Friday, April 12, 2013

Attending a Lucy Knisley reading is something to Relish

Last night, I attended a reading of Lucy Knisley's book Relish (a book which I loved) at Chicago's Women and Children First bookstore, and bad puns aside, it's an experience I highly recommend. It's a great value-added experience for readers of the book (or anyone interested in checking it out). Knisley read the first chapter while displaying the comics images as a slideshow, but it wasn't just a dry recitation of the book's text; instead, she would read the descriptive captions, while allowing viewers to take in the art and any on-panel text or word balloons, making for an excellent experience that captured the feel of reading a comic.

She also regularly added asides with additional information about her memories of what was being mentioned in the comic, and interspersed family photos (amusingly, she noted that her family has more pictures of food than of people) among the comics images to provide real-life examples of the imagery in the book.

After the reading, Knisley discussed the making of the book, starting with her inspirations, which include Images a La Carte by Claes Oldenburg and Coosje Van Bruggen, Toast by Nigel Slater, and The Sweet Life in Paris by David Liebovitz. People had really responded to the recipe comics which she posted online and to the depictions and discussions of food in her first book, French Milk, and these influences and reactions came together in the idea of a memoir based around food, with comics-format recipes included.

One interesting story she told involved a meeting with James Kochalka, who spent over a decade producing his daily diary strip, American Elf. For whatever reason, he didn't respond well to her comics about food and eating, saying that he never did comics about what he had eaten. This bothered her, but she decided she didn't care and kept on doing what she liked, and she noted triumphantly that since then, Kochalka had reversed his stance and done a few strips about food.

Knisley also described the creation of the book, which ended up taking three years to complete. She detailed the process of writing the script and producing thumbnails, then penciling, inking, and coloring. One especially notable detail, which she says is crazy and doesn't recommend, is that she printed out the text for each page in reverse, then used a lightbox to hand-letter it all on the actual artwork pages, in order to ensure that the text maintained the warmth of handwriting rather than the cool distance of a font.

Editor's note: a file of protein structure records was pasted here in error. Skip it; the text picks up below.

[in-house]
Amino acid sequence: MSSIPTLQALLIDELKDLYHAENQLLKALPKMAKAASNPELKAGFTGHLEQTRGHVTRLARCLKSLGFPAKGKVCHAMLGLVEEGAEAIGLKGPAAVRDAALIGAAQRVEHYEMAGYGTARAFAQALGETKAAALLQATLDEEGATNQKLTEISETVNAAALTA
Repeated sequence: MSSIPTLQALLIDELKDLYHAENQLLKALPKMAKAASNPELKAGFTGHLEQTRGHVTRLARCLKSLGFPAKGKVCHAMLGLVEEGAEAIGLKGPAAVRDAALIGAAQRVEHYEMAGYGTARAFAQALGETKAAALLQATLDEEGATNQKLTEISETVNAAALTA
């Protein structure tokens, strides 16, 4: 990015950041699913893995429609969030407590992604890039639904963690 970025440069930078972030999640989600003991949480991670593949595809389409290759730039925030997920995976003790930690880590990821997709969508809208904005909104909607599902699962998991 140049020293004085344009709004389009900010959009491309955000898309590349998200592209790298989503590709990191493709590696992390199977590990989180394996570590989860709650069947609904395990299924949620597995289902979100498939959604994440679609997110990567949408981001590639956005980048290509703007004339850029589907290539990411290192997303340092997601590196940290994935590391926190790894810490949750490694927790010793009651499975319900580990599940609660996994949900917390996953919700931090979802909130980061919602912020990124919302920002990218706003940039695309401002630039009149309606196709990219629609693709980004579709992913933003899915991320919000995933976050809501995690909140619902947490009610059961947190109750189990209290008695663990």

Following the presentation, Knisley took questions from the audience, which led to some interesting discussion of her attitudes toward food, comics, and travel, and some hints at what lies in her future (she's been doing comics about traveling and food, including trips to Tanzania and Korea, and her next book is in the planning/acquisitions stages). When asked if she had any foods that she didn't like as a kid that she eventually came around on, she said that she had really disliked lobster, and seafood in general, and even though her parents occasionally tried to sneak some into her food, she was always wise to them and refused to eat it (she has come around on it as an adult though). One person noted that Knisley seems to focus on French cuisine, and asked if there were any other cooking styles that she would like to learn more about, and  she replied that she would love to travel to India and learn more about Indian food. When somebody asked about her use of color, she said that she felt it, along with texture, is very important when depicting food, since drawings of food function as symbols rather than actual representations like photos, and they need to be appealing, something for which color is essential.

A question about any exotic foods which she was unable to bring herself to eat led to a great anecdote about Knisley being given the opportunity to eat live octopus on her trip to Korea. She considered it, but couldn't bring herself to actually eat it, especially since one has to fully chew up the creature and ensure that it is dead before swallowing, or else the tentacles will cause the person to asphyxiate (this ends up causing several deaths each year in Korea). I asked her if Erika Moen, a cartoonist friend of Knisley's who is a noted octopus enthusiast, would ever forgive her if she had gone through with it, and she said that she actually called Erika to ask her what she thought, and Erika urged her to eat the octopus, and was probably quite disappointed when she wasn't able to do so.

Following the Q&A, Knisley signed people's copies of Relish, and she drew a sketch of their favorite food on the title page. Here's mine; yup, I love me some lobster:

I highly recommend attending one of these readings given the chance. Here's the schedule for the remainder of Knisley's book tour. If you see her, say hi for me!

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